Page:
Our Work During COVID-19, Part 1
March 27, 2020
By Carrie Fethe
As the COVID-19 pandemic disrupts higher education and the lives of students nationwide, uAspire’s work carries on—optimistically and with a single-minded purpose of supporting students through this critical time of great uncertainty and financial challenges.
uAspire advisors continue to support students safely from their homes with our virtual advising model. Since the beginning of March, they’ve advised 12,304 students primarily over text in Massachusetts, New York, and the San Francisco Bay Area—geographies hit especially hard by the virus. With their schools and colleges closed, our students are struggling with financial insecurity and adapting to online learning.
Over the last week, the daily student-advisor conversations shifted to refunds for housing or meal plans, work-study wages, and access to reliable Wi-Fi and computers. Advisors have been helping students and their families apply for unemployment benefits or emergency funds and offering tips and support on participating in online classes. See actual text messages below with identifying information removed to protect students’ privacy.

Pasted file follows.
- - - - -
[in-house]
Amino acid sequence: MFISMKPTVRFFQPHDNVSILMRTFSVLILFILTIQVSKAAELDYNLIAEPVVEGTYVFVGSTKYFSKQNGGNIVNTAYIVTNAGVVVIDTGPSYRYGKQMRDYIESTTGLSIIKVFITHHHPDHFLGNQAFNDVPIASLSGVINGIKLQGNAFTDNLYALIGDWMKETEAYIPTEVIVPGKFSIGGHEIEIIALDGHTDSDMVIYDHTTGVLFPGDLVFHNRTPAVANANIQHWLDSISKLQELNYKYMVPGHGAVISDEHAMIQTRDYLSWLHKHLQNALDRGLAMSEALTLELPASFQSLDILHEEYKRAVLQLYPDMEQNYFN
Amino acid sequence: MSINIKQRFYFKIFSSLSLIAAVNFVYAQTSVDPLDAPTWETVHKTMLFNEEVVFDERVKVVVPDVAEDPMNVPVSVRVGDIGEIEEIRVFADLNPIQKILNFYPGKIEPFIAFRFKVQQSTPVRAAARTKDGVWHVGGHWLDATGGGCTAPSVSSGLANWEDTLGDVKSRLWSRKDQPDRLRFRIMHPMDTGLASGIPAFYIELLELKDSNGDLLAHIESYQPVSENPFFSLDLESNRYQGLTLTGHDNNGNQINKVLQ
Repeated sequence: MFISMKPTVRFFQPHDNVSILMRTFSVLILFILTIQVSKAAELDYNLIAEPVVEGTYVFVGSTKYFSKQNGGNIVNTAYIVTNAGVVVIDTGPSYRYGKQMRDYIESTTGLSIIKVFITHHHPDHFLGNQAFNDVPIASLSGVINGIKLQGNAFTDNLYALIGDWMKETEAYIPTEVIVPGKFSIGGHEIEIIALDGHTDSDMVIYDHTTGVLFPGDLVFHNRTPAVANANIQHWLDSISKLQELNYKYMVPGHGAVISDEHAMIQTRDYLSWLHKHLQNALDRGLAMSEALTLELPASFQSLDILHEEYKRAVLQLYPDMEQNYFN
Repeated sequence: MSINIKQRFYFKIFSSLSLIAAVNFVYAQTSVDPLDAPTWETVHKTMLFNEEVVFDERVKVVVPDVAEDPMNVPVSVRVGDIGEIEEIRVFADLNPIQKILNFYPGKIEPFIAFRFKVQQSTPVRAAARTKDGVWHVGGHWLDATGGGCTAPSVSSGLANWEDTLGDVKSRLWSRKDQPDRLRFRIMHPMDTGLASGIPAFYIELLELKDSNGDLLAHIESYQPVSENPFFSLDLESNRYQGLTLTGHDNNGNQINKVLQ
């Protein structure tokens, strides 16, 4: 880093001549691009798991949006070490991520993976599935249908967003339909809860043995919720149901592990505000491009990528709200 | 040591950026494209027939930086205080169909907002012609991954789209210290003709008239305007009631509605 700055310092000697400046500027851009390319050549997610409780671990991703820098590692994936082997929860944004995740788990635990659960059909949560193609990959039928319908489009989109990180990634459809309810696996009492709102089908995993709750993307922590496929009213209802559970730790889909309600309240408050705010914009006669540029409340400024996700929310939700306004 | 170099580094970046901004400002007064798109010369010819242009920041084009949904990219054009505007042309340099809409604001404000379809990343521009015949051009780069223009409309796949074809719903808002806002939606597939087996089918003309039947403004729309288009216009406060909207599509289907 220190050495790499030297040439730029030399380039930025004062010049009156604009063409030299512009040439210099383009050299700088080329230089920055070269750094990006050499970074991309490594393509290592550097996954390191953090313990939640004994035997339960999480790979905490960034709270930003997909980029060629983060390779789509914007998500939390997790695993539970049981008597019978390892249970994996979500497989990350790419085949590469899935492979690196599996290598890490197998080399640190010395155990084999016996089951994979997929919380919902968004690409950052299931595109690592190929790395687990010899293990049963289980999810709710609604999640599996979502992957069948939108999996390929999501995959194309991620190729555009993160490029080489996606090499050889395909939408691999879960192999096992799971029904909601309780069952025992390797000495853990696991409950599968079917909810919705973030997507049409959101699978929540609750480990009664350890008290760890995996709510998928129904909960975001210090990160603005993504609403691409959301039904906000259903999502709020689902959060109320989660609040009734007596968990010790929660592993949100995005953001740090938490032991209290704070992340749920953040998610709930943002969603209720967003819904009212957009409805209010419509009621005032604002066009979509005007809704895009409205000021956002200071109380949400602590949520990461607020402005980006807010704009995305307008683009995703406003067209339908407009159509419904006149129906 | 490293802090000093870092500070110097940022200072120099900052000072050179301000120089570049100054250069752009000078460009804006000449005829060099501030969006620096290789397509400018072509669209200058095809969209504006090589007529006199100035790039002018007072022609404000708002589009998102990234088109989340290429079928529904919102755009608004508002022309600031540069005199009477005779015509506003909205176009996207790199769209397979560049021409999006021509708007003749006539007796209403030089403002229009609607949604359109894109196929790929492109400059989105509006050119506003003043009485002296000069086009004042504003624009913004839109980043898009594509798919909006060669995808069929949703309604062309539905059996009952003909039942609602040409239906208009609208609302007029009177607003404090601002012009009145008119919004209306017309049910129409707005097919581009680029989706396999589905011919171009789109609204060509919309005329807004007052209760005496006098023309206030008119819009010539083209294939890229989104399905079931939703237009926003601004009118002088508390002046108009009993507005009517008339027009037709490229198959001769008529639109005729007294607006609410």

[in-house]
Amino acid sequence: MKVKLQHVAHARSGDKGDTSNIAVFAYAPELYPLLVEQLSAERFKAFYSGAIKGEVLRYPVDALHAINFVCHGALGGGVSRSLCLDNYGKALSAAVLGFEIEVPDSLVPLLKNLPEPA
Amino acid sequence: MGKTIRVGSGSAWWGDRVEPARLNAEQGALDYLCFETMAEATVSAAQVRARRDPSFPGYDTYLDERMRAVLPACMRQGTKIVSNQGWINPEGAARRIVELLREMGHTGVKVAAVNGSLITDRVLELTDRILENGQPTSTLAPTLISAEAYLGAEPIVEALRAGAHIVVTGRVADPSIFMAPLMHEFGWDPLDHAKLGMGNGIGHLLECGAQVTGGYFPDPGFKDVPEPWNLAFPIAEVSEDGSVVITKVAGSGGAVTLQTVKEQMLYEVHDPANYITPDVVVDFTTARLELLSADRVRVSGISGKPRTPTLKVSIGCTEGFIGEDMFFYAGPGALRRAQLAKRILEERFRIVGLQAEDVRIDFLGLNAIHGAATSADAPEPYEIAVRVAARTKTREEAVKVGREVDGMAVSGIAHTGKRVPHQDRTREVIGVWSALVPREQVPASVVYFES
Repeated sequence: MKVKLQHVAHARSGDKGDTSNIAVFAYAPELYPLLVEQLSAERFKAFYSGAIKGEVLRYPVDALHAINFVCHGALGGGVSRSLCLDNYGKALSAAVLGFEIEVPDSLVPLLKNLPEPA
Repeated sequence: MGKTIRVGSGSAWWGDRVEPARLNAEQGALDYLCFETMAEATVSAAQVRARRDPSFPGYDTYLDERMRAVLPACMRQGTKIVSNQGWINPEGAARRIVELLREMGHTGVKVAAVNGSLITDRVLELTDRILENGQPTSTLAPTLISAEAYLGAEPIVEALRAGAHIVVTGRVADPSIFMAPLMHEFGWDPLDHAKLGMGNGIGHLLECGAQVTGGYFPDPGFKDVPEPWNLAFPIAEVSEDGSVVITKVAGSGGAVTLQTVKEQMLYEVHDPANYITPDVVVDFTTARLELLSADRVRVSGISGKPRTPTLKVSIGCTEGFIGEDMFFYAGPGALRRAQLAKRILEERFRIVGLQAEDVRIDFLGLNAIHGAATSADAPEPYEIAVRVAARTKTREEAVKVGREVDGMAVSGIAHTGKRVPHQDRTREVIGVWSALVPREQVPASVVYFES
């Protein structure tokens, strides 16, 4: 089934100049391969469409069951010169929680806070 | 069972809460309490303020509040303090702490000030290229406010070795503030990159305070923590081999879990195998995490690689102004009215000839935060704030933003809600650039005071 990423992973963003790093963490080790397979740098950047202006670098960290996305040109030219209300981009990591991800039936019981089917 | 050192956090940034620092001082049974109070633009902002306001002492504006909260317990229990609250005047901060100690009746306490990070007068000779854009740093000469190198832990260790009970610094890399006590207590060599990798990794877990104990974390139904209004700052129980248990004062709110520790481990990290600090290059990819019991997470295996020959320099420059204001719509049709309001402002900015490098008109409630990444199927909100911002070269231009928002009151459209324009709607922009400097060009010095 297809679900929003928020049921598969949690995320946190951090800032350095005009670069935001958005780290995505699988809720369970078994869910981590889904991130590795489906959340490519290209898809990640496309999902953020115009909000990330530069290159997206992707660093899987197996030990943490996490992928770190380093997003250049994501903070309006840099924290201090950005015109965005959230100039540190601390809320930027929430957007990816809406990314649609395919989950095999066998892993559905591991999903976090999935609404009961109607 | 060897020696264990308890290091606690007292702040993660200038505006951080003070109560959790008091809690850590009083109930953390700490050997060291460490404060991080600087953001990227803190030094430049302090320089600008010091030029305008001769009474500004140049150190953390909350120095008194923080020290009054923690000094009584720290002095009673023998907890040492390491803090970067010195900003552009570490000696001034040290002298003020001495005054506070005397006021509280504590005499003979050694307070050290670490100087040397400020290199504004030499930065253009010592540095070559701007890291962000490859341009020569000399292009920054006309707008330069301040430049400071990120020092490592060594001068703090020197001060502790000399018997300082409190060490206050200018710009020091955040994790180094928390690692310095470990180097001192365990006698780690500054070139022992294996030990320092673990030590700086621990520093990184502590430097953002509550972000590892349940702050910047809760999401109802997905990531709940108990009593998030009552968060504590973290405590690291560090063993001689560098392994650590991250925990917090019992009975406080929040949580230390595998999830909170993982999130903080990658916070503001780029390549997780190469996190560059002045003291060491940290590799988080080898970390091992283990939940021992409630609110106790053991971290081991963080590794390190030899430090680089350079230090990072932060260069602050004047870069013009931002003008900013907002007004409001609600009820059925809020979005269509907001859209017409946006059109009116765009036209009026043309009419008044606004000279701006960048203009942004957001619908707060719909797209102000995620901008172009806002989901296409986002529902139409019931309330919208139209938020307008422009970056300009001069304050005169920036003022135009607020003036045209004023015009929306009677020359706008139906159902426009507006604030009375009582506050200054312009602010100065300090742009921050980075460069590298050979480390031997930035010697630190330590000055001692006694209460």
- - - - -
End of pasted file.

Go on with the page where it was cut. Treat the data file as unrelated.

Even during these ever-evolving times, the themes remain the same—navigating complex higher ed and financial aid systems together, with compassion and appreciation for one another. As Mya, an advisor, shared, “Even though students are facing struggles, they are so resilient!” On March 20, one of her students texted her:
In response to the new needs of our school partners, we launched a Financial Aid Help Desk for counselors to get timely answers to questions about the financial aid process and we’re holding a free webinar on the summer transition from high school to college. We’re also sharing resources like student-facing how-to videos and our best practices for virtual programming with peer organizations so they can also continue to serve their students.
uAspire’s policy team is advocating on behalf of students from low-income families at the state and federal levels, working to ensure that they can access resources and aid in the short and long-term. Alongside 50 organizations, uAspire sent a letter urging Congress to address the needs of students during and after the COVID-19 emergency. In these difficult days, we find hope and inspiration in the collected efforts of school districts, organizations, and policymakers to meet the pressing needs of our nation’s students.